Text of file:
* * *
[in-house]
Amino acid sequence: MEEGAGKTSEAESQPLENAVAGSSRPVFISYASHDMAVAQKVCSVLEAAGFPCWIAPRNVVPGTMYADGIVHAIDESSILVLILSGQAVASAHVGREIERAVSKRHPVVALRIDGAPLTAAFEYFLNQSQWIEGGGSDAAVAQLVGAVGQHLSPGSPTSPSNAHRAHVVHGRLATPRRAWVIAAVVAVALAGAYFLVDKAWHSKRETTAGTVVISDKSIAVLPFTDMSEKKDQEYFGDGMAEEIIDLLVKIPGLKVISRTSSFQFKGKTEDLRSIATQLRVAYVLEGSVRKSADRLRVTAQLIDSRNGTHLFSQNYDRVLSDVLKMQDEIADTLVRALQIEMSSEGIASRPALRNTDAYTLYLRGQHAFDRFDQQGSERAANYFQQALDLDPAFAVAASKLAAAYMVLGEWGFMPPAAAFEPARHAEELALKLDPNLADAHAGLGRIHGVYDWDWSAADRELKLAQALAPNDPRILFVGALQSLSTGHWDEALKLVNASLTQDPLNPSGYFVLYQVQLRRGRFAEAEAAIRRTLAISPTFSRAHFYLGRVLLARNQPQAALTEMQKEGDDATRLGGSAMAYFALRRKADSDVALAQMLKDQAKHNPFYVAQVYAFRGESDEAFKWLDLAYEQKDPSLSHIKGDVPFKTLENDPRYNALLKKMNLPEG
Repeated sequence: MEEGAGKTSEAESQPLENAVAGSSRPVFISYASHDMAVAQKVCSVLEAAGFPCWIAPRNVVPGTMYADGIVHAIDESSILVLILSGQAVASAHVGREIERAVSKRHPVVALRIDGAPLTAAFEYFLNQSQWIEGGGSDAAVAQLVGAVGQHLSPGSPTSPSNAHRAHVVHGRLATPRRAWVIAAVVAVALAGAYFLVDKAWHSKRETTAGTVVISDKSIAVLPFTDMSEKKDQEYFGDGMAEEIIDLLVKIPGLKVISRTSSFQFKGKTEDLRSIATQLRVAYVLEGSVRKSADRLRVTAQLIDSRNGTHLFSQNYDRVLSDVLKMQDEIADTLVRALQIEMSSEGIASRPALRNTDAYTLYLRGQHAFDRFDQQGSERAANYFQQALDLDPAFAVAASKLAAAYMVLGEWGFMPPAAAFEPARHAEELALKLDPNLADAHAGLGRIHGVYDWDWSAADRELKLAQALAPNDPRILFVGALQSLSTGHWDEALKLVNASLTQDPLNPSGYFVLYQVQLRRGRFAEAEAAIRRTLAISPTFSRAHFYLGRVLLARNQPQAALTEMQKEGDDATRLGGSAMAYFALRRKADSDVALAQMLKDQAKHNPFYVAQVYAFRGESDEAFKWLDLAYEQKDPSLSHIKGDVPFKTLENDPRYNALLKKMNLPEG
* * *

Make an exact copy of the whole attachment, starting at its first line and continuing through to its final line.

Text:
[in-house]
Amino acid sequence: MEEGAGKTSEAESQPLENAVAGSSRPVFISYASHDMAVAQKVCSVLEAAGFPCWIAPRNVVPGTMYADGIVHAIDESSILVLILSGQAVASAHVGREIERAVSKRHPVVALRIDGAPLTAAFEYFLNQSQWIEGGGSDAAVAQLVGAVGQHLSPGSPTSPSNAHRAHVVHGRLATPRRAWVIAAVVAVALAGAYFLVDKAWHSKRETTAGTVVISDKSIAVLPFTDMSEKKDQEYFGDGMAEEIIDLLVKIPGLKVISRTSSFQFKGKTEDLRSIATQLRVAYVLEGSVRKSADRLRVTAQLIDSRNGTHLFSQNYDRVLSDVLKMQDEIADTLVRALQIEMSSEGIASRPALRNTDAYTLYLRGQHAFDRFDQQGSERAANYFQQALDLDPAFAVAASKLAAAYMVLGEWGFMPPAAAFEPARHAEELALKLDPNLADAHAGLGRIHGVYDWDWSAADRELKLAQALAPNDPRILFVGALQSLSTGHWDEALKLVNASLTQDPLNPSGYFVLYQVQLRRGRFAEAEAAIRRTLAISPTFSRAHFYLGRVLLARNQPQAALTEMQKEGDDATRLGGSAMAYFALRRKADSDVALAQMLKDQAKHNPFYVAQVYAFRGESDEAFKWLDLAYEQKDPSLSHIKGDVPFKTLENDPRYNALLKKMNLPEG
Repeated sequence: MEEGAGKTSEAESQPLENAVAGSSRPVFISYASHDMAVAQKVCSVLEAAGFPCWIAPRNVVPGTMYADGIVHAIDESSILVLILSGQAVASAHVGREIERAVSKRHPVVALRIDGAPLTAAFEYFLNQSQWIEGGGSDAAVAQLVGAVGQHLSPGSPTSPSNAHRAHVVHGRLATPRRAWVIAAVVAVALAGAYFLVDKAWHSKRETTAGTVVISDKSIAVLPFTDMSEKKDQEYFGDGMAEEIIDLLVKIPGLKVISRTSSFQFKGKTEDLRSIATQLRVAYVLEGSVRKSADRLRVTAQLIDSRNGTHLFSQNYDRVLSDVLKMQDEIADTLVRALQIEMSSEGIASRPALRNTDAYTLYLRGQHAFDRFDQQGSERAANYFQQALDLDPAFAVAASKLAAAYMVLGEWGFMPPAAAFEPARHAEELALKLDPNLADAHAGLGRIHGVYDWDWSAADRELKLAQALAPNDPRILFVGALQSLSTGHWDEALKLVNASLTQDPLNPSGYFVLYQVQLRRGRFAEAEAAIRRTLAISPTFSRAHFYLGRVLLARNQPQAALTEMQKEGDDATRLGGSAMAYFALRRKADSDVALAQMLKDQAKHNPFYVAQVYAFRGESDEAFKWLDLAYEQKDPSLSHIKGDVPFKTLENDPRYNALLKKMNLPEG